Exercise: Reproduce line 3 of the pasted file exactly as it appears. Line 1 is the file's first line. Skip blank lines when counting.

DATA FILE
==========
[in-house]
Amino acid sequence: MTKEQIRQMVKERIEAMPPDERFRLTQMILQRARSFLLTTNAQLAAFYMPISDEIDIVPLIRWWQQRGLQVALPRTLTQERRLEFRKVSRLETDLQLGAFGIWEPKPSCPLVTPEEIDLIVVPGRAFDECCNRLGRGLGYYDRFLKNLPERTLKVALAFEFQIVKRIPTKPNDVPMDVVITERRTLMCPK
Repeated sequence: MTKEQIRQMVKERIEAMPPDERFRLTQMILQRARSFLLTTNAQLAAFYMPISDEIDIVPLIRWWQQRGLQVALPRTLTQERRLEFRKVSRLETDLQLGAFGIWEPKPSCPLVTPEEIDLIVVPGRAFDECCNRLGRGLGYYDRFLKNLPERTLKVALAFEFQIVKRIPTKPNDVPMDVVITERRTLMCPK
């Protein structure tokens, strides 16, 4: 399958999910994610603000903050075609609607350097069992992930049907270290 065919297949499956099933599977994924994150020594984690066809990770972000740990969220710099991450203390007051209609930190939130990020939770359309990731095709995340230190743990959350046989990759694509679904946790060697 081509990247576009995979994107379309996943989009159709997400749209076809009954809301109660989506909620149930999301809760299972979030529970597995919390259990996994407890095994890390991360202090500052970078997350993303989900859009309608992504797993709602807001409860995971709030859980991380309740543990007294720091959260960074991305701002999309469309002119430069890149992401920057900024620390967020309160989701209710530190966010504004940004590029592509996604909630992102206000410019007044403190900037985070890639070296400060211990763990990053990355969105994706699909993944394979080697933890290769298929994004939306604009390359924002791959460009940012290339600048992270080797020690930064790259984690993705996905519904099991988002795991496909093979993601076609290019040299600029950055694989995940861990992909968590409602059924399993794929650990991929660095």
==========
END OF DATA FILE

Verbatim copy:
Repeated sequence: MTKEQIRQMVKERIEAMPPDERFRLTQMILQRARSFLLTTNAQLAAFYMPISDEIDIVPLIRWWQQRGLQVALPRTLTQERRLEFRKVSRLETDLQLGAFGIWEPKPSCPLVTPEEIDLIVVPGRAFDECCNRLGRGLGYYDRFLKNLPERTLKVALAFEFQIVKRIPTKPNDVPMDVVITERRTLMCPK